WASHINGTON — A SpaceX Falcon 9 launched a cargo Dragon spacecraft June 3, carrying experiments and a new set of solar panels for the International Space Station.
The Falcon 9 lifted off from Launch Complex 39A at the Kennedy Space Center at 1:29 p.m. Eastern. The Dragon separated from the rocket’s upper stage 12 minutes after liftoff.
The Dragon, flying a mission designated CRS-22 or SpX-22, is scheduled to dock with the ISS at about 5 a.m. Eastern June 5. This is the second flight of the new version of the cargo Dragon, which is similar to the design used for Crew Dragon missions but lacks the crewed version’s SuperDraco abort thrusters.
The Dragon is carrying 1,948 kilograms of pressurized cargo inside of the spacecraft, and an additional 1,380 kilograms of unpressurized cargo stored in its trunk section. It will return to Earth in July carrying about 2,400 kilograms of experiments and equipment.
The largest item the Dragon is transporting to the station is a pair of new solar arrays called the ISS Roll-out Solar Array (iROSA), developed by Redwire for ISS prime contractor Boeing. The arrays are stored in the Dragon’s trunk rolled up, and will be attached to the station’s truss and rolled out. Astronauts Shane Kimbrough and Thomas Pesquet are currently scheduled to conduct spacewalks on June 16 and 20 to install those arrays.
The arrays are the first two of six that will be installed on the station, overlaying part of the existing arrays. The higher efficiency of the new arrays means that, even by shadowing the existing arrays, they will still generate more power for the station.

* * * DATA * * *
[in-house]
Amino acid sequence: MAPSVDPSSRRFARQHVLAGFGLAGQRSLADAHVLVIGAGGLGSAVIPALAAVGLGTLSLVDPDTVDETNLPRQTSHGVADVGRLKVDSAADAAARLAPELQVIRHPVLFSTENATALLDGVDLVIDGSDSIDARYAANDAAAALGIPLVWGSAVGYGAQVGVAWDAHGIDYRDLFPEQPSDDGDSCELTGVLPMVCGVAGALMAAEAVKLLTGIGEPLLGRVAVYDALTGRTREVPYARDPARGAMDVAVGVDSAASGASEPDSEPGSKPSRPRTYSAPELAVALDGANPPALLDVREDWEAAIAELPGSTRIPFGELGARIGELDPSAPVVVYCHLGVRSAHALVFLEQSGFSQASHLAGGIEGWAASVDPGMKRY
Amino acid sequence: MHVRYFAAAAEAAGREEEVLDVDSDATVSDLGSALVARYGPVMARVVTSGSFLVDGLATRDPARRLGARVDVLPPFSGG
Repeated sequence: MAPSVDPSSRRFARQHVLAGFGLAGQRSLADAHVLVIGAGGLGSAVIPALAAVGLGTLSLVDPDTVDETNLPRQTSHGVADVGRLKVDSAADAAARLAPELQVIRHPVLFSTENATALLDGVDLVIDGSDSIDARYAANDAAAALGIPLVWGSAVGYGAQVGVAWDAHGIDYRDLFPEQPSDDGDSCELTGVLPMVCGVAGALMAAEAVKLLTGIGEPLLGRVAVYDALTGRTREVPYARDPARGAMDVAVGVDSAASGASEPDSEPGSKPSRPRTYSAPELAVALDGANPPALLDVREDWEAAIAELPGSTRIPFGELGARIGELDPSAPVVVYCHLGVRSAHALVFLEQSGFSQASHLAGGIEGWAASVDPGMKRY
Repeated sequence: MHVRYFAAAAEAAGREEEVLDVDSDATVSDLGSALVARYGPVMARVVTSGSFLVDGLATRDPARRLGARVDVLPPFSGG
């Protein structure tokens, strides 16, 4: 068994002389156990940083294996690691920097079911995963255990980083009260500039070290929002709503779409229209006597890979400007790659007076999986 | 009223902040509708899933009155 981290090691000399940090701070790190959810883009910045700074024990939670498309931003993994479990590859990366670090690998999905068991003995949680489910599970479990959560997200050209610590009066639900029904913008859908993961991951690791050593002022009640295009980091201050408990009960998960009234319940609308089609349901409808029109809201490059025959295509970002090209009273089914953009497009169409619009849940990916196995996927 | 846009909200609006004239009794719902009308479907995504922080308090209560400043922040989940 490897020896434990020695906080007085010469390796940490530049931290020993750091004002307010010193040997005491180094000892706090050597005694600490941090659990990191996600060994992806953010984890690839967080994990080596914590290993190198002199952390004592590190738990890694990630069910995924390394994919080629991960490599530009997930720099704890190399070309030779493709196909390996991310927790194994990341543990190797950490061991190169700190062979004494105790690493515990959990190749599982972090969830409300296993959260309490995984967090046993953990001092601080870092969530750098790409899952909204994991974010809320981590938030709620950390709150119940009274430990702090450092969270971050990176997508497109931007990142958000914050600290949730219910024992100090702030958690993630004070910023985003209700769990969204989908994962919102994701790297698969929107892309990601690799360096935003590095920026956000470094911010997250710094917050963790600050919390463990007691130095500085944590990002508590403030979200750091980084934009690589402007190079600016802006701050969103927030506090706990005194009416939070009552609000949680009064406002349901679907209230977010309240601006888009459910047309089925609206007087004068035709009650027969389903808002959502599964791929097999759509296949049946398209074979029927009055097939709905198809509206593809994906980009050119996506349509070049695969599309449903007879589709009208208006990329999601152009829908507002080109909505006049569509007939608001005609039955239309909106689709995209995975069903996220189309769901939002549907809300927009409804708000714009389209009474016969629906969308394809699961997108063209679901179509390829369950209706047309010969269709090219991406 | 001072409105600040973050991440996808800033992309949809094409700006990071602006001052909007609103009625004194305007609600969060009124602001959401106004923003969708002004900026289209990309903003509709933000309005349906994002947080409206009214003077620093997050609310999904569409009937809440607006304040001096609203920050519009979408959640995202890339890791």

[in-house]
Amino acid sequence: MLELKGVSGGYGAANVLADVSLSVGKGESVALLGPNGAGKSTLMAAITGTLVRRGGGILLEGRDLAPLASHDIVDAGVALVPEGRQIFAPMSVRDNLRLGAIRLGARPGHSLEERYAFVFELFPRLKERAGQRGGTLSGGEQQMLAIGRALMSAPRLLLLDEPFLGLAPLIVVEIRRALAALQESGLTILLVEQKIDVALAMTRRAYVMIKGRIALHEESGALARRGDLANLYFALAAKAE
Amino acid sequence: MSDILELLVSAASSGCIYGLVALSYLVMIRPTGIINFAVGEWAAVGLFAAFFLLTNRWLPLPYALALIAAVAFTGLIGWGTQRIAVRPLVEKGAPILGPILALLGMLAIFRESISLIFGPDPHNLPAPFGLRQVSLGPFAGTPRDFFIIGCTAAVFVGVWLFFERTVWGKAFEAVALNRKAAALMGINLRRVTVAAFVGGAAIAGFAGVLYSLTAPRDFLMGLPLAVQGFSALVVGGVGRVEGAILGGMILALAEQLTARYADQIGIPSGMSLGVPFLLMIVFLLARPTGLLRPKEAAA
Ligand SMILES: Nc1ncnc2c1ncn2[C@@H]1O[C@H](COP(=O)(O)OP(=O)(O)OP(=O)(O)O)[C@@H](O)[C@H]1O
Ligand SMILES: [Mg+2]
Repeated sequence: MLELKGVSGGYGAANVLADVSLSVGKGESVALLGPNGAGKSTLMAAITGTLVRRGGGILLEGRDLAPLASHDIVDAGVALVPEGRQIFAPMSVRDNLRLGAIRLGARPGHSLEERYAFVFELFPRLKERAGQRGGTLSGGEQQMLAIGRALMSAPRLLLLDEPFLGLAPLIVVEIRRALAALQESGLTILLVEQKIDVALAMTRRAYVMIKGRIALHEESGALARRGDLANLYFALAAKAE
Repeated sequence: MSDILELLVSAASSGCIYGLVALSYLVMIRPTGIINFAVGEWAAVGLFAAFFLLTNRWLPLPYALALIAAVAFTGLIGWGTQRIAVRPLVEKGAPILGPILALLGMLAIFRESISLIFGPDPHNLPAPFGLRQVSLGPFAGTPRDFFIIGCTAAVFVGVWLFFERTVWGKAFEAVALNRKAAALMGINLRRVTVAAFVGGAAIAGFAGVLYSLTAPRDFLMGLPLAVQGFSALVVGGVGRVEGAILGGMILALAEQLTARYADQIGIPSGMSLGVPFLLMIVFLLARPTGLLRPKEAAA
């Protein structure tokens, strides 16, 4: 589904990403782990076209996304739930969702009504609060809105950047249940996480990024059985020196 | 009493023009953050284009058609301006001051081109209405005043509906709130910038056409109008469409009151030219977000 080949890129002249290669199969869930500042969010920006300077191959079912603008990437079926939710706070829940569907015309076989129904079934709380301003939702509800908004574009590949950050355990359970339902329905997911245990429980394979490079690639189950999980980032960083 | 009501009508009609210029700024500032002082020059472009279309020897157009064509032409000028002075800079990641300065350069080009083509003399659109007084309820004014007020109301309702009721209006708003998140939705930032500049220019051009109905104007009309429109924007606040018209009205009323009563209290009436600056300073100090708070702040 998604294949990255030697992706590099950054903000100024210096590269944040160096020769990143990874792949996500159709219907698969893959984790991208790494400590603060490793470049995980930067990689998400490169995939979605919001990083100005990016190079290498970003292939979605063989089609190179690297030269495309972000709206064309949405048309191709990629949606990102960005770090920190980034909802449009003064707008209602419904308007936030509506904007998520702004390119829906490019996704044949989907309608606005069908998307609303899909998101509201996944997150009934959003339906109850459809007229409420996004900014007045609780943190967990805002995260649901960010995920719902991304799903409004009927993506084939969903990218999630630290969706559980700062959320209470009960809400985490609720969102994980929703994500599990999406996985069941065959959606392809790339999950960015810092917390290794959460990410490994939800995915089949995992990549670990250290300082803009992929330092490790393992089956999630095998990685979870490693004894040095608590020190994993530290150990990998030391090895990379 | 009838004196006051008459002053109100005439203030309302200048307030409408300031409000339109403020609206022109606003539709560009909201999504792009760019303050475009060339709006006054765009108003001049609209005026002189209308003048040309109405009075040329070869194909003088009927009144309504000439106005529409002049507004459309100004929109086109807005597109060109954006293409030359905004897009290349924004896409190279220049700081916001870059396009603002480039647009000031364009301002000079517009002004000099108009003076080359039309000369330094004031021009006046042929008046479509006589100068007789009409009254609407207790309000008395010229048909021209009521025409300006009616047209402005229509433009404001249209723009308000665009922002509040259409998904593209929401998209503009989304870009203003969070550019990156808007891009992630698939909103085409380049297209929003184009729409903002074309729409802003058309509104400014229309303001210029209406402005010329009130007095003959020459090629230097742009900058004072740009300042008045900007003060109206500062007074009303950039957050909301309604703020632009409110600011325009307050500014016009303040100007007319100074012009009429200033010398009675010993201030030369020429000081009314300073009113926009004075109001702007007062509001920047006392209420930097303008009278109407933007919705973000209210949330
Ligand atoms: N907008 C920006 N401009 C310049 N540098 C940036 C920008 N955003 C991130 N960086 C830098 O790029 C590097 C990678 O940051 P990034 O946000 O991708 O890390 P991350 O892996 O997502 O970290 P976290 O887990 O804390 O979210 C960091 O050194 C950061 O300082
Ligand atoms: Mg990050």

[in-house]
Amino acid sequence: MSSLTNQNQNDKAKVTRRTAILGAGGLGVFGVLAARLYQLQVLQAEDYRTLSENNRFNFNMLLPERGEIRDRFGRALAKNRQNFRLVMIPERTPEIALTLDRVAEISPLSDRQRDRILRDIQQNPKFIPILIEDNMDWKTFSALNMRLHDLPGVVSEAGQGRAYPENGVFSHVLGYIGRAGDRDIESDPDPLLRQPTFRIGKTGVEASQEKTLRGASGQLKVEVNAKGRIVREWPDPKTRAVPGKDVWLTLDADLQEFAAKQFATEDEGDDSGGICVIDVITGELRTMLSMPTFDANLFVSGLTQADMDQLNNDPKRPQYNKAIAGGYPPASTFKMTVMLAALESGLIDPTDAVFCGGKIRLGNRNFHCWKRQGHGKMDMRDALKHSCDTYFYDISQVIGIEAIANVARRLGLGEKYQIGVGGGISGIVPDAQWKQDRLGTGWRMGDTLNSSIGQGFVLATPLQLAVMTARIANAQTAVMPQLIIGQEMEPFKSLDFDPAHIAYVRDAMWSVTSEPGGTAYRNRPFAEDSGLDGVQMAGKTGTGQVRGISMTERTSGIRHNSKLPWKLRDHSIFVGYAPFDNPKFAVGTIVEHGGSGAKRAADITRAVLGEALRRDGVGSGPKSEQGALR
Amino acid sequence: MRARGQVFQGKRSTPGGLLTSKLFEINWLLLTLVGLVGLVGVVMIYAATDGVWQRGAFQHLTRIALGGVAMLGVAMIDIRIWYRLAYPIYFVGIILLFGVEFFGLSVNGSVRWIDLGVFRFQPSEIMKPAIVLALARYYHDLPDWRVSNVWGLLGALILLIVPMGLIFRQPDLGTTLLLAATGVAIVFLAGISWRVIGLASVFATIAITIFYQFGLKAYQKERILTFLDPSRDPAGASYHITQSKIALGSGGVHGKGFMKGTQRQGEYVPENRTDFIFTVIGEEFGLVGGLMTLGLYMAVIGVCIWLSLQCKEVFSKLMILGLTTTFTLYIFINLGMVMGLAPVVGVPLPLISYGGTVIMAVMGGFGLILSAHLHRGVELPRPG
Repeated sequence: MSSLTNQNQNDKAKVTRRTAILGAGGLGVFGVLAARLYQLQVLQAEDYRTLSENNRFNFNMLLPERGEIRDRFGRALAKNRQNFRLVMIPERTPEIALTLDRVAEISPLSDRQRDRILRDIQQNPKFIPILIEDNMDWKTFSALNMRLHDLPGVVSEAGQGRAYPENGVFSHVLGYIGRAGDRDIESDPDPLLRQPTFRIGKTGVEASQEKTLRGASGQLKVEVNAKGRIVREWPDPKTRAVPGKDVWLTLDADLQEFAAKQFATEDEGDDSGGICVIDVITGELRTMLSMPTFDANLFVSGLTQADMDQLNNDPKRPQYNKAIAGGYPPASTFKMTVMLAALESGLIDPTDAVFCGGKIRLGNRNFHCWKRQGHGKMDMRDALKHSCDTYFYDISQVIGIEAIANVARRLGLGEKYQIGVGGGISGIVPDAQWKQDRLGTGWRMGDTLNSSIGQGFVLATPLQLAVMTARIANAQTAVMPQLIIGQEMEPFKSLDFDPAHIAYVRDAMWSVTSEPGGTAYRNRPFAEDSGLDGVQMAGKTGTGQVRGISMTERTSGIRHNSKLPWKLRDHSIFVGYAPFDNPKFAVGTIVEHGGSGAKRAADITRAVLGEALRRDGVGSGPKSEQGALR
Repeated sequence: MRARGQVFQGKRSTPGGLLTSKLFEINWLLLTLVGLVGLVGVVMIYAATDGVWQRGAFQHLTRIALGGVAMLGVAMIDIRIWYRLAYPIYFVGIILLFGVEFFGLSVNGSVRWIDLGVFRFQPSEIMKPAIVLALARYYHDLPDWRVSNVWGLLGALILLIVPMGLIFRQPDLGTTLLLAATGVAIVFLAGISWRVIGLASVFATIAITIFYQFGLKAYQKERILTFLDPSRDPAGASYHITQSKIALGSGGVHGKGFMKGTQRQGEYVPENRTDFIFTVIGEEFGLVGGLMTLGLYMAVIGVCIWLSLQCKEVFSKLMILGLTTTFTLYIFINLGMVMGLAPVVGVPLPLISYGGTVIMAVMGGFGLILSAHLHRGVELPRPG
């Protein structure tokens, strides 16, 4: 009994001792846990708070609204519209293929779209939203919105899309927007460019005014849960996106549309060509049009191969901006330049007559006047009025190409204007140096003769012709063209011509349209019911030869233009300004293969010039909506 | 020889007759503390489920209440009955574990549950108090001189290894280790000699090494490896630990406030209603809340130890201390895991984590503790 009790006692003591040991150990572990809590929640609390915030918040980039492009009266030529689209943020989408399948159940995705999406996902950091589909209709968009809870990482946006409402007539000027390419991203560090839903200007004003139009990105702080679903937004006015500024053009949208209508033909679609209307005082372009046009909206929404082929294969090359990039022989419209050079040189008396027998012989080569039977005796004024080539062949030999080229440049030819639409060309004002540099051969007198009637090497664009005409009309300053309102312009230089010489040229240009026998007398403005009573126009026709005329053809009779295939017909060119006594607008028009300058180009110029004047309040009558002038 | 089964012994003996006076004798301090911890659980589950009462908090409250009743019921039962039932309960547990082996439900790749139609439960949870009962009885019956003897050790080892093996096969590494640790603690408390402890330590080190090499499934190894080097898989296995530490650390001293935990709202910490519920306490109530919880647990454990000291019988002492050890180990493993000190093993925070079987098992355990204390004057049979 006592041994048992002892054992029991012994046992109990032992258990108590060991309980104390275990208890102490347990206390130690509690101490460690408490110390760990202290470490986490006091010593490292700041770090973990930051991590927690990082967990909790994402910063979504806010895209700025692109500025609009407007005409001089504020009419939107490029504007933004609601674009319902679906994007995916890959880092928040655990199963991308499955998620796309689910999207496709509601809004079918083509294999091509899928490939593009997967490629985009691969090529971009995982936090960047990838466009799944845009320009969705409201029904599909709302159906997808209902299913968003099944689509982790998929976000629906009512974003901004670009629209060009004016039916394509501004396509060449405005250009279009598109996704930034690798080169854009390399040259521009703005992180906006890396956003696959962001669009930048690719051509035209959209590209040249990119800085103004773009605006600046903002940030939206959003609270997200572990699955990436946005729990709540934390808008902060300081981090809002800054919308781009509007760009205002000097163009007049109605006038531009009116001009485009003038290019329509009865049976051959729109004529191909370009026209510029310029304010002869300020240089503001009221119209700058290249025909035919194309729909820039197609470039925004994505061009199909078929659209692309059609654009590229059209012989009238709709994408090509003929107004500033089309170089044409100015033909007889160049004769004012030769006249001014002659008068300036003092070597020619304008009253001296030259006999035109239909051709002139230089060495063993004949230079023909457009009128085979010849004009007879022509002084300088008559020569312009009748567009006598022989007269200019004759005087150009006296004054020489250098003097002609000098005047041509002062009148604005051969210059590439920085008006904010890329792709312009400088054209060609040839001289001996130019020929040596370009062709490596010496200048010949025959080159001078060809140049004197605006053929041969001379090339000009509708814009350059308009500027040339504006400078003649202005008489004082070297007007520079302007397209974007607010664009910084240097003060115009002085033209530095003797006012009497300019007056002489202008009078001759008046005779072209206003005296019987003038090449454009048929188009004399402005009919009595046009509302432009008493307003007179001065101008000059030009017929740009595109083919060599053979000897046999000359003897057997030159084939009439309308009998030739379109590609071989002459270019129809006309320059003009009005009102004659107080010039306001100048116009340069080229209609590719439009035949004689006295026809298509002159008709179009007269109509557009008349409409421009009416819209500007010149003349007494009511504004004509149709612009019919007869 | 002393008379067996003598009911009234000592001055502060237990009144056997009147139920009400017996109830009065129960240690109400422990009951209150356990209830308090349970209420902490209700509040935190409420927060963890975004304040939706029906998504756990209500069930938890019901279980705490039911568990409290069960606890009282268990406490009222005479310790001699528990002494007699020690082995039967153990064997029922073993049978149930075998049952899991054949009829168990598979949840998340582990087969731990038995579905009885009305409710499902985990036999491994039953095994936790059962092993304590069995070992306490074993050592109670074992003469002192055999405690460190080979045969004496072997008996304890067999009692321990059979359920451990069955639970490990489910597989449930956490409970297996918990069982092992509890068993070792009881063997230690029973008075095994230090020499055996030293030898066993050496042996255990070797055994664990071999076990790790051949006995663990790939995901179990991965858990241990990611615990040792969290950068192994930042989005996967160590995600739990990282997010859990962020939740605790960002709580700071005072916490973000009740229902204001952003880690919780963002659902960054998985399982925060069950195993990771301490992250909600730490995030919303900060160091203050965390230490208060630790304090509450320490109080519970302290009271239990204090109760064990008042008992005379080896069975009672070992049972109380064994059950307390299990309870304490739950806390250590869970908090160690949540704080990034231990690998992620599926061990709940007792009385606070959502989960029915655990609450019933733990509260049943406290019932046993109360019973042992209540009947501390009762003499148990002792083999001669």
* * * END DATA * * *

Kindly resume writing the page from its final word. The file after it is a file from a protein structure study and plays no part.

“The new solar arrays bring us back to a power generation that was the same as we had when we launched the older solar arrays,” said Joel Montalbano, NASA ISS program manager, during a June 2 briefing. “It allows us to continue the science and research programs we have on board.” He said that the new arrays will also provide enough power to support a commercial module being developed by Axiom Space that will be added to the station as soon as 2024.
The key technology for the iROSA arrays was tested on the ISS in 2017 as a tech demo, noted Jennifer Buchli, deputy chief scientist for the ISS program at NASA, at the briefing. Technology demonstrations being brought to the station on this Dragon include a portable ultrasound device for medical care and a European Space Agency experiment to test the use of virtual reality for operating robotic arms and spacecraft.
This Dragon is also carrying experiments such as gene studies of tardigrades, also known as “water bears,” microscopic creatures able to survive extreme environments, as well as studying ways to grow cotton that uses less water.
This launch was the first flight of a new booster, which made a successful droneship landing in the Atlantic Ocean. This was the first SpaceX launch to use a new booster since November 2020. “We’re actually surprised when we get to a mission like today’s where we’re flying a new booster,” said Sarah Walker, director of Dragon mission management at SpaceX, at the preflight briefing.
Despite flying a new booster, SpaceX did not conduct a static-fire test of the stage at the launch pad prior to this launch. Walker said that SpaceX has been moving away from doing such tests before every launch, something it had done for years, as it gains experience with the Falcon 9. The stage, she added, did perform a static-fire test at SpaceX’s McGregor, Texas, test site before being shipped to Florida.
“SpaceX and NASA worked together to determine that an additional static fire at the pad wasn’t necessary this mission,” she said. “We certainly make sure that we do all the necessary tests to make sure that the vehicle is ready for its journey.”
At neighboring Space Launch Complex 40, SpaceX did perform a static-fire test of another Falcon 9 first stage in the early morning hours of June 3. That rocket is scheduled to launch the SXM-8 satellite for SiriusXM Satellite Radio June 6.